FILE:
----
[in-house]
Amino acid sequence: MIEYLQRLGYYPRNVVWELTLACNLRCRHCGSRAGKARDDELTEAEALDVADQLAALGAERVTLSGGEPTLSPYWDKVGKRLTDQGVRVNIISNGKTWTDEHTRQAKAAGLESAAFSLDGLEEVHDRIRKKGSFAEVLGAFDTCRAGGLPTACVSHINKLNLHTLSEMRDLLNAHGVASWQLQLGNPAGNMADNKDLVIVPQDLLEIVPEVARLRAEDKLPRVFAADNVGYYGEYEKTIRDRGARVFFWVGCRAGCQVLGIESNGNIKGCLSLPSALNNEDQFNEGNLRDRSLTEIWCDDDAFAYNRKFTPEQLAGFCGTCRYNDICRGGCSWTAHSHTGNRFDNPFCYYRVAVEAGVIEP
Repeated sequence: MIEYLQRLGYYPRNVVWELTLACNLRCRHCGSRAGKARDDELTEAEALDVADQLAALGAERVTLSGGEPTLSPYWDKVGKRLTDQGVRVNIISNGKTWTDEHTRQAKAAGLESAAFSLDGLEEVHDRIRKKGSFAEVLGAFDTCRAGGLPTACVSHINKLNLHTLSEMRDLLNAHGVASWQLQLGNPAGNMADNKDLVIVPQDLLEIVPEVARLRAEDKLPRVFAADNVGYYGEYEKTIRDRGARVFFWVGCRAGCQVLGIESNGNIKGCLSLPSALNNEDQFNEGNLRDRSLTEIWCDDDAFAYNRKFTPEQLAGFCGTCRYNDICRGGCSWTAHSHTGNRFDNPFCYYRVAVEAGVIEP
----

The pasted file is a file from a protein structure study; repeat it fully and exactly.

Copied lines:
[in-house]
Amino acid sequence: MIEYLQRLGYYPRNVVWELTLACNLRCRHCGSRAGKARDDELTEAEALDVADQLAALGAERVTLSGGEPTLSPYWDKVGKRLTDQGVRVNIISNGKTWTDEHTRQAKAAGLESAAFSLDGLEEVHDRIRKKGSFAEVLGAFDTCRAGGLPTACVSHINKLNLHTLSEMRDLLNAHGVASWQLQLGNPAGNMADNKDLVIVPQDLLEIVPEVARLRAEDKLPRVFAADNVGYYGEYEKTIRDRGARVFFWVGCRAGCQVLGIESNGNIKGCLSLPSALNNEDQFNEGNLRDRSLTEIWCDDDAFAYNRKFTPEQLAGFCGTCRYNDICRGGCSWTAHSHTGNRFDNPFCYYRVAVEAGVIEP
Repeated sequence: MIEYLQRLGYYPRNVVWELTLACNLRCRHCGSRAGKARDDELTEAEALDVADQLAALGAERVTLSGGEPTLSPYWDKVGKRLTDQGVRVNIISNGKTWTDEHTRQAKAAGLESAAFSLDGLEEVHDRIRKKGSFAEVLGAFDTCRAGGLPTACVSHINKLNLHTLSEMRDLLNAHGVASWQLQLGNPAGNMADNKDLVIVPQDLLEIVPEVARLRAEDKLPRVFAADNVGYYGEYEKTIRDRGARVFFWVGCRAGCQVLGIESNGNIKGCLSLPSALNNEDQFNEGNLRDRSLTEIWCDDDAFAYNRKFTPEQLAGFCGTCRYNDICRGGCSWTAHSHTGNRFDNPFCYYRVAVEAGVIEP